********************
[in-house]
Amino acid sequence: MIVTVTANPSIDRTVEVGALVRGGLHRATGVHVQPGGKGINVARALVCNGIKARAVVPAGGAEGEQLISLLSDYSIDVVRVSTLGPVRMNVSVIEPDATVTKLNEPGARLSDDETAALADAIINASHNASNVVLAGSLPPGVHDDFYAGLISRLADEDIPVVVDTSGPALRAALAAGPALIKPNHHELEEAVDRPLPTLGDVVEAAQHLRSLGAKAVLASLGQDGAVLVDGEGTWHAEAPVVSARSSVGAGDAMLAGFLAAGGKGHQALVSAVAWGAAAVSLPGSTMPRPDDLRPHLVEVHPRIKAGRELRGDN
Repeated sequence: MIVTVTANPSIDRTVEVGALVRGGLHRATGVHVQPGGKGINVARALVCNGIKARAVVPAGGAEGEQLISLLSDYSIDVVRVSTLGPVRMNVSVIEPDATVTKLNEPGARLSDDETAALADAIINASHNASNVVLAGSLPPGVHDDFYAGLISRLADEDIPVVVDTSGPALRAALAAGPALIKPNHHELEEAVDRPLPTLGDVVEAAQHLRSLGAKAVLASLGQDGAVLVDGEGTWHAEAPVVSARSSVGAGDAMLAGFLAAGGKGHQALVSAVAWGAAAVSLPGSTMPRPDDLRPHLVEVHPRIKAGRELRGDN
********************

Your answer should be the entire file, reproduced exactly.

[in-house]
Amino acid sequence: MIVTVTANPSIDRTVEVGALVRGGLHRATGVHVQPGGKGINVARALVCNGIKARAVVPAGGAEGEQLISLLSDYSIDVVRVSTLGPVRMNVSVIEPDATVTKLNEPGARLSDDETAALADAIINASHNASNVVLAGSLPPGVHDDFYAGLISRLADEDIPVVVDTSGPALRAALAAGPALIKPNHHELEEAVDRPLPTLGDVVEAAQHLRSLGAKAVLASLGQDGAVLVDGEGTWHAEAPVVSARSSVGAGDAMLAGFLAAGGKGHQALVSAVAWGAAAVSLPGSTMPRPDDLRPHLVEVHPRIKAGRELRGDN
Repeated sequence: MIVTVTANPSIDRTVEVGALVRGGLHRATGVHVQPGGKGINVARALVCNGIKARAVVPAGGAEGEQLISLLSDYSIDVVRVSTLGPVRMNVSVIEPDATVTKLNEPGARLSDDETAALADAIINASHNASNVVLAGSLPPGVHDDFYAGLISRLADEDIPVVVDTSGPALRAALAAGPALIKPNHHELEEAVDRPLPTLGDVVEAAQHLRSLGAKAVLASLGQDGAVLVDGEGTWHAEAPVVSARSSVGAGDAMLAGFLAAGGKGHQALVSAVAWGAAAVSLPGSTMPRPDDLRPHLVEVHPRIKAGRELRGDN